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Mark Jackson turned around a woebegone franchise by sweeping away countless books dedicated to offense, as prepared by offensive wizard Don Nelson, and replacing them with tomes devoted to defense.
Jackson's move made the Warriors infinitely more formidable on one end but considerably less potent on the other.
So here comes Steve Kerr, thumbing through the entire library. He's peeking at Nelson's volumes about offense, which focus on matchups and pace and passing. He's peeking at Jackson's manuals on defense, which focus on such techniques as switching and shading.
But Kerr also has what he brought to the job. He has his own ideas, many of which come from seeds planted by such mentors as Gregg Popovich and Phil Jackson and Lute Olson. Kerr also brought in a bona fide defensive specialist, Ron Adams, as an assistant.
The ultimate payoff is yet to come, but the research and application has become startlingly evident during the Warriors' 12-game win streak, which shattered a 43-year-old franchise record.
While so many eyes turn toward the offense, admiring its complex beauty, defense is becoming a Warriors touchstone.
"They've figured out that defensively we're very good, so if we just take care of the ball and defend every night, then we've got a chance to win," Kerr said after a 112-102 win over the Bulls on Saturday. "That's been the constant during this streak."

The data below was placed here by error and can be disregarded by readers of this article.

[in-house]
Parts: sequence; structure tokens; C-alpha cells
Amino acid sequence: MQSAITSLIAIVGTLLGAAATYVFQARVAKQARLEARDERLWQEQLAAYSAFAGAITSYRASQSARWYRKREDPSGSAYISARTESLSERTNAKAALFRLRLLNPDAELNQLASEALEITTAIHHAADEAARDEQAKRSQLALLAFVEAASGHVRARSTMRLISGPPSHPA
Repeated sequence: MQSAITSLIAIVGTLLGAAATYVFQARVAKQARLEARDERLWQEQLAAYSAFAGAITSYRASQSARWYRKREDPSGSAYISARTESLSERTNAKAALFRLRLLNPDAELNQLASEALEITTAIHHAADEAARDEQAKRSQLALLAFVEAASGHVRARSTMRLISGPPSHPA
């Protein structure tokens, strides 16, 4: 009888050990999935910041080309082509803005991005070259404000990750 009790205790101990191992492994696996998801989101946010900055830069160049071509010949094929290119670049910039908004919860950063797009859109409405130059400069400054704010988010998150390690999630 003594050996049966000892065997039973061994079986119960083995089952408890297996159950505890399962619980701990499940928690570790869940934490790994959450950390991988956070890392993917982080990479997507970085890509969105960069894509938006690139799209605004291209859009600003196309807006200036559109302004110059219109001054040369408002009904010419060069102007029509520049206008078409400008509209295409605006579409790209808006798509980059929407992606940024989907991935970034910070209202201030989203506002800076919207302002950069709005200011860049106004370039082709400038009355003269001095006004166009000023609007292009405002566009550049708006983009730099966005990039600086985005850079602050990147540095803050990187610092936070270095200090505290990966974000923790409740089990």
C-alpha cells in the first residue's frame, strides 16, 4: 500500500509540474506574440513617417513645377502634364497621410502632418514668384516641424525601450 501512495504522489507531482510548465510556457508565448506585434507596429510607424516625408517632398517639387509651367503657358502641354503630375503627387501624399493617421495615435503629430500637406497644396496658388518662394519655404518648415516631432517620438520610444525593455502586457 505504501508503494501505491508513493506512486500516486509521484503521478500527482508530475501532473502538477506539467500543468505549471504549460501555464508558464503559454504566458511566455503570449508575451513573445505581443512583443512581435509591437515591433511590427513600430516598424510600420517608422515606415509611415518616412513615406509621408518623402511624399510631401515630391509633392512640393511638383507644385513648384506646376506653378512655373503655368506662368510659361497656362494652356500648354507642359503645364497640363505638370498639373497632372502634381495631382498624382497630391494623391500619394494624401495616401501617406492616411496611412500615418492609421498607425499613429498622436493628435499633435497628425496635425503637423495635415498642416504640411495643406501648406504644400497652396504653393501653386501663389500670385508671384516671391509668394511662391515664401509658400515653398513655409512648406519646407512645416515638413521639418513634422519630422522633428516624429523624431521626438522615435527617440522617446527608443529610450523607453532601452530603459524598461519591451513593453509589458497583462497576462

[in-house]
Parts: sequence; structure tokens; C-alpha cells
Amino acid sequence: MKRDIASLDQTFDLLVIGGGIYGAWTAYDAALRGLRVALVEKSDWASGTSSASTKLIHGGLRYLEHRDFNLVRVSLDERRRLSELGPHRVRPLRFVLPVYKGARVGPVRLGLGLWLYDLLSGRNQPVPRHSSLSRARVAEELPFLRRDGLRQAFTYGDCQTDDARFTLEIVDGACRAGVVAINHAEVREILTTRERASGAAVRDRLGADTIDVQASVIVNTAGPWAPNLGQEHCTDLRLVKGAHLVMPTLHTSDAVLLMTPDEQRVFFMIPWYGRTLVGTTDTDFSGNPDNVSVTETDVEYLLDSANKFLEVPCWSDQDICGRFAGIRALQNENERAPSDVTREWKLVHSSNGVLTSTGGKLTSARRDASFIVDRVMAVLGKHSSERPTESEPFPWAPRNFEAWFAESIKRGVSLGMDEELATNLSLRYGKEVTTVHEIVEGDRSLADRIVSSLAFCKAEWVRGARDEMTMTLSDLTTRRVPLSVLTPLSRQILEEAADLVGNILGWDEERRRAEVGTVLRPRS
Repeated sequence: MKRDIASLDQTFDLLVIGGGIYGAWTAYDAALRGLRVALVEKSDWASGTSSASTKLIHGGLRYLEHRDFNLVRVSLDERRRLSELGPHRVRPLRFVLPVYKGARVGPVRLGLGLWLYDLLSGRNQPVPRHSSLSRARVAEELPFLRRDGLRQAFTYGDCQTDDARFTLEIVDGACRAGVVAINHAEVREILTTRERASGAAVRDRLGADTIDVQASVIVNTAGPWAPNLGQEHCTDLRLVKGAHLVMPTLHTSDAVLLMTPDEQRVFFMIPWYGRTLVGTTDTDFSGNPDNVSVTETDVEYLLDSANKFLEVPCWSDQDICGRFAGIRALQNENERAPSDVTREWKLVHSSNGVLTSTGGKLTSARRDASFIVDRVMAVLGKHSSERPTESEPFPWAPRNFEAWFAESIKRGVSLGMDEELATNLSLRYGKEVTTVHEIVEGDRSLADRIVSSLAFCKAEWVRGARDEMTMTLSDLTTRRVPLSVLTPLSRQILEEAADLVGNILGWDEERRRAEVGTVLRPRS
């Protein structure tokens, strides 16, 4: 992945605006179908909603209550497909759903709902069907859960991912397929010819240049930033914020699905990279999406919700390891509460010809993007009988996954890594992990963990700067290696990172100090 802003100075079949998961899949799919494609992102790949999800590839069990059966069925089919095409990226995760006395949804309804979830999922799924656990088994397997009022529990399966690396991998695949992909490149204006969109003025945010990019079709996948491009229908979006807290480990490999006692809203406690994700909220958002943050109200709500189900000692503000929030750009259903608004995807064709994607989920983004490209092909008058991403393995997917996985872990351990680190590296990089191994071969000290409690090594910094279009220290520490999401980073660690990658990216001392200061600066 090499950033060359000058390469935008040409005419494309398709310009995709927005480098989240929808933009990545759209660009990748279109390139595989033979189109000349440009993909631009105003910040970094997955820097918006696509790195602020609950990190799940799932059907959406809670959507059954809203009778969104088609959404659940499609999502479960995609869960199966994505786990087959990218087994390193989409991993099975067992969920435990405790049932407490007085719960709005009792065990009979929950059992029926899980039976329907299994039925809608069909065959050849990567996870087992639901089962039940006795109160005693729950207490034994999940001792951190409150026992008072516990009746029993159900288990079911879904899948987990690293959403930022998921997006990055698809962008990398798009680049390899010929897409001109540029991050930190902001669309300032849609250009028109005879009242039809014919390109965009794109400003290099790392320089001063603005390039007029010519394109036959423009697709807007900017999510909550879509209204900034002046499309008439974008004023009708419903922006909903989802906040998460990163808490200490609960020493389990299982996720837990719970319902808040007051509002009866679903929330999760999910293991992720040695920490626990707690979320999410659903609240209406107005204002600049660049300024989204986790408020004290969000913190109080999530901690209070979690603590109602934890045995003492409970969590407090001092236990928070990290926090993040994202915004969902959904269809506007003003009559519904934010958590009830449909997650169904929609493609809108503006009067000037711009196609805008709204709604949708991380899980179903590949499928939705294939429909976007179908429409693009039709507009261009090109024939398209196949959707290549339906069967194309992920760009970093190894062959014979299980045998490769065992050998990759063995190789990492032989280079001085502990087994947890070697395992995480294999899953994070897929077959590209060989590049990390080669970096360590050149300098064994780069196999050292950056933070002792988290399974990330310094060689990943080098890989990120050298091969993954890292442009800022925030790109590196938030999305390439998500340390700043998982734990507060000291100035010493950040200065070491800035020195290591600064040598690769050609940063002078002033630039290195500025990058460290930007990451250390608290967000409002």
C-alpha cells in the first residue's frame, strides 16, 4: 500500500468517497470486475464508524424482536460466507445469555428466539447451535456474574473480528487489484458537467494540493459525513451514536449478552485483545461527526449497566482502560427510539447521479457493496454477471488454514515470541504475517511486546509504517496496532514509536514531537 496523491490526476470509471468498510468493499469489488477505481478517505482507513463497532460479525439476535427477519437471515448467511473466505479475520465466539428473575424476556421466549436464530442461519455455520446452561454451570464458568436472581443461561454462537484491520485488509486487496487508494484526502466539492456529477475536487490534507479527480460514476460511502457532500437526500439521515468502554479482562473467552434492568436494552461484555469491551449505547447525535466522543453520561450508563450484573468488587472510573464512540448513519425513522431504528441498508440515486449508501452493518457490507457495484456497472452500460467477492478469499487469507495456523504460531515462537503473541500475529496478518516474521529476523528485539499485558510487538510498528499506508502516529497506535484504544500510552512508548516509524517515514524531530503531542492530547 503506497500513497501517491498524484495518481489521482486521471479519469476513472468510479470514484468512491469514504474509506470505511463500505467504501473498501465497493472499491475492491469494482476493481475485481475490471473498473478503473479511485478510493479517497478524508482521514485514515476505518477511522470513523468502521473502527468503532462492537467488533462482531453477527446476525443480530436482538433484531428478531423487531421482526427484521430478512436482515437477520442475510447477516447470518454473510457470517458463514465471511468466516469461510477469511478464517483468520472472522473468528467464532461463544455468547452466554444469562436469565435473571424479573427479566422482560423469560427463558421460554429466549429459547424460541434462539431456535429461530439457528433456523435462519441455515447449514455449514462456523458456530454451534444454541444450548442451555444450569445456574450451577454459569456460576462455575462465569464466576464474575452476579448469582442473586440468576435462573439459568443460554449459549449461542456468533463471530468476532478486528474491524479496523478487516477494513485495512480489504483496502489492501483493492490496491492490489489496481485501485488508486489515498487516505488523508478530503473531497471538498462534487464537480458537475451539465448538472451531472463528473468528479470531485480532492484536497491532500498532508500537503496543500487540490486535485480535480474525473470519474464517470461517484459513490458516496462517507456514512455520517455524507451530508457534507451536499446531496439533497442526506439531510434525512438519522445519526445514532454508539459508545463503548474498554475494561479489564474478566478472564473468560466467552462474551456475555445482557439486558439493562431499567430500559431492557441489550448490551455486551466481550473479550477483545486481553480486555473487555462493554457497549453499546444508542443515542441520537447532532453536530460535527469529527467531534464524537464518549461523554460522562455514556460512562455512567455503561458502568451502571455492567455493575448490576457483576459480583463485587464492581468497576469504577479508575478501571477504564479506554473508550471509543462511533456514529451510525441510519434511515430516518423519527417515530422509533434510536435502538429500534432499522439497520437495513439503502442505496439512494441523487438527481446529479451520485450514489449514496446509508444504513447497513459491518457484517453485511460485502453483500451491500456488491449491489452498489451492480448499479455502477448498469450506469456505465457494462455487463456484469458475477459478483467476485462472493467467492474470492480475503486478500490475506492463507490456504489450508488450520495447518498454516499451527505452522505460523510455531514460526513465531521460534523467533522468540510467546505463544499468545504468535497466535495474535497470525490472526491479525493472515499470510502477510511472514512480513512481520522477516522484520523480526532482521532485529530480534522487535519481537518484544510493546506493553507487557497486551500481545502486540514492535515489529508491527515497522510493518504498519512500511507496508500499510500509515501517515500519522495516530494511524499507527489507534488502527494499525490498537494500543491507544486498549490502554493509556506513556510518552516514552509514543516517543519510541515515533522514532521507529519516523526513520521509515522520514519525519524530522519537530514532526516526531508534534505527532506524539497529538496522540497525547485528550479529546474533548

"As long as we take care of the ball and defend, which we've done throughout the streak, we know we're skilled enough to find somebody to make some shots. Tonight it was Draymond (Green). But we've got a lot of guys who can fill it up."
Though the depth of Warriors capable of scoring – nine Warriors average double figures on a per-48-minutes basis – forces defenses to scuffle and scramble, it's the Warriors defense that has been the constant. When it's not marvelous, it's good, often turning close games into runaway victories. In most of these 12 games there is a quarter, typically the fourth, when the Warriors simply suffocate opponents.
The Bulls, victim No. 12, shot 43.4 percent for the game but 29.2 percent in the fourth quarter, when the Warriors needed less than two minutes to expand a two-point lead to 10.
The Pelicans, victim No. 11, shot 41.6 percent for the game but 26.1 percent in the second quarter, when the Warriors took a double-digit lead they never lost.
The Magic, victim No. 10, shot 44.8 percent but made only two baskets inside the final four minutes, a span during which they missed four shots and committed two turnovers.
The Pistons shot 36.3 percent for the game, 36.4 in the final quarter. The Hornets shot 43.7 percent for the game, 28.6 in the final quarter. The Magic shot 41.4 for the game, 21.7 percent in the third quarter, when the Warriors pushed their lead from 10 points to 27.
In winning at Miami, the Warriors held the Heat to 17.6 percent shooting in the fourth quarter. Two days earlier, they held the Thunder to 31.8 percent for the second half. There was Utah's 25.0 percent first quarter, from which the Jazz never recovered.
This is the kind of stuff that pleases Prof. Adams, who devotes most of his time to studying tendencies and one-on-one consultation with specific players. Stephen Curry is one of his star pupils.
"If we play the way we're supposed to play, move the ball and show up defensively with our mental focus and effort," Curry said, "we feel like we're the best team in the league and can control games from start to finish."
Offense gets the glory. It's the food of highlights. But defense, utterly neglected by the Warriors only a few years ago, is feeding this historic win streak.